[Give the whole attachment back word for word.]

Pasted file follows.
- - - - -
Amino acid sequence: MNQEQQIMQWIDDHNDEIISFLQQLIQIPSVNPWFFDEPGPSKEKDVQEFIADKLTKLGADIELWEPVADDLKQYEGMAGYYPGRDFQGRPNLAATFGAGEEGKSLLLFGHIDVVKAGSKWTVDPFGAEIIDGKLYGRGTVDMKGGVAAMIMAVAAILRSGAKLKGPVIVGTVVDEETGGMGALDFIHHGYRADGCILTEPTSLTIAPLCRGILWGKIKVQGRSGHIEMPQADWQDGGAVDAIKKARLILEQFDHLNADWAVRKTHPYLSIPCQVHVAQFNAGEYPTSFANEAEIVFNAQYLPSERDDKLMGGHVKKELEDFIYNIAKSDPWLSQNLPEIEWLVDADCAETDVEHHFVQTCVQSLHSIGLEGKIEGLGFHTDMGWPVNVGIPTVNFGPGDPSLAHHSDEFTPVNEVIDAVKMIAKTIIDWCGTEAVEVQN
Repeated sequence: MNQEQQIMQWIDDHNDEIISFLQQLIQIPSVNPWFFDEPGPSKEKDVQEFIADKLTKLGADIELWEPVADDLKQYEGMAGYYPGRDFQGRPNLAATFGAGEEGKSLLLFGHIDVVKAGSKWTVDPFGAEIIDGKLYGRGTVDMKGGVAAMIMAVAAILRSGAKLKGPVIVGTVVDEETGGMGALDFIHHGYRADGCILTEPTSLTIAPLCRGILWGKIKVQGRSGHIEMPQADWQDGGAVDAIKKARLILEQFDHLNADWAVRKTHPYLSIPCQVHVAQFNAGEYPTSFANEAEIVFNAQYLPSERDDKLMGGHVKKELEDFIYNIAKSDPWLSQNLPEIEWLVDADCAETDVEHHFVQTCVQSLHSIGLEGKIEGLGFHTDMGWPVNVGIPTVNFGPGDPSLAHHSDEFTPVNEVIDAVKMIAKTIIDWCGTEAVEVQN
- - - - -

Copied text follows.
Amino acid sequence: MNQEQQIMQWIDDHNDEIISFLQQLIQIPSVNPWFFDEPGPSKEKDVQEFIADKLTKLGADIELWEPVADDLKQYEGMAGYYPGRDFQGRPNLAATFGAGEEGKSLLLFGHIDVVKAGSKWTVDPFGAEIIDGKLYGRGTVDMKGGVAAMIMAVAAILRSGAKLKGPVIVGTVVDEETGGMGALDFIHHGYRADGCILTEPTSLTIAPLCRGILWGKIKVQGRSGHIEMPQADWQDGGAVDAIKKARLILEQFDHLNADWAVRKTHPYLSIPCQVHVAQFNAGEYPTSFANEAEIVFNAQYLPSERDDKLMGGHVKKELEDFIYNIAKSDPWLSQNLPEIEWLVDADCAETDVEHHFVQTCVQSLHSIGLEGKIEGLGFHTDMGWPVNVGIPTVNFGPGDPSLAHHSDEFTPVNEVIDAVKMIAKTIIDWCGTEAVEVQN
Repeated sequence: MNQEQQIMQWIDDHNDEIISFLQQLIQIPSVNPWFFDEPGPSKEKDVQEFIADKLTKLGADIELWEPVADDLKQYEGMAGYYPGRDFQGRPNLAATFGAGEEGKSLLLFGHIDVVKAGSKWTVDPFGAEIIDGKLYGRGTVDMKGGVAAMIMAVAAILRSGAKLKGPVIVGTVVDEETGGMGALDFIHHGYRADGCILTEPTSLTIAPLCRGILWGKIKVQGRSGHIEMPQADWQDGGAVDAIKKARLILEQFDHLNADWAVRKTHPYLSIPCQVHVAQFNAGEYPTSFANEAEIVFNAQYLPSERDDKLMGGHVKKELEDFIYNIAKSDPWLSQNLPEIEWLVDADCAETDVEHHFVQTCVQSLHSIGLEGKIEGLGFHTDMGWPVNVGIPTVNFGPGDPSLAHHSDEFTPVNEVIDAVKMIAKTIIDWCGTEAVEVQN